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The Roundtable: Can Gun Reform Hit the Target?

There is no shortage of proposed firearm regulations. But which ones will actually address the problem?

The recent mass shootings in the U.S. have recharged the debates over what really causes mass shootings, and what gun control laws — if any — can stop them. A panel of experts joined Roundtable to discuss the crisis and potential solutions. In this segment, they address potential weak spots in proposed reforms. 

John Lott argues that the flurry of proposed gun-control laws that often follow mass shootings tend to be misguided.

"The weak link in all of these proposals is the implementation and enforcement of whatever is proposed," he says. "Laws are not self-enforcing and without cooperation and implementation and enforcement, then these new laws will simply be words on a piece of paper and won't have much effect in the real world."

Frank McAndrew notes that, while more mental health support is crucial in the U.S., this doesn't really address the motivations of most mass shooters.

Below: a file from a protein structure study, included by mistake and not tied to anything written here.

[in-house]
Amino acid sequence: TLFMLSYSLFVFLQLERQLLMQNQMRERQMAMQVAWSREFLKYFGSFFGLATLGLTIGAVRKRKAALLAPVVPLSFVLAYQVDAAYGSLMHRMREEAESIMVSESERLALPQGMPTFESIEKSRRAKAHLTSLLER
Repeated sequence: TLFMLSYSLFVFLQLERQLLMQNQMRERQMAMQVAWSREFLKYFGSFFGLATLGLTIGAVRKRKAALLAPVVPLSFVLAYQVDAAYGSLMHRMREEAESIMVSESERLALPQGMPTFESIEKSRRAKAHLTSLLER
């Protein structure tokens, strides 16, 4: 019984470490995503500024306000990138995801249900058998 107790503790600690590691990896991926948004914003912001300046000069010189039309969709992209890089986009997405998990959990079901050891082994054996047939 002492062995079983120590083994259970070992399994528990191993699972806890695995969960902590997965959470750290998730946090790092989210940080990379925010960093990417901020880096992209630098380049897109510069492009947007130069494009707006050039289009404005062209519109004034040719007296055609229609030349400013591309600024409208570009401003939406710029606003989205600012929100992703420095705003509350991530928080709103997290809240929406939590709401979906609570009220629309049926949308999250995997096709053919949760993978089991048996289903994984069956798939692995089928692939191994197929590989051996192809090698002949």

"The idea that increasing support for mental health is gonna significantly decrease shootings is just a red herring. Most of the people who are mentally ill never engage in any shootings, and a great many, if not, most of the mass shooters are not mentally ill, at least in the way that we think of it," he says. 

"That's especially true for the mass shooters that are driven by ideology. They're very rational. They're plotting. They know what they're doing."

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Watch the full discussion below:

Roundtable Guests:

John Lott, President, Crime Prevention Research Center

Douglas Husak, Co-Director, Institute for Law and Philosophy, Rutgers University

Frank McAndrew, Professor of Psychology, Knox College

Niko House, Political Analyst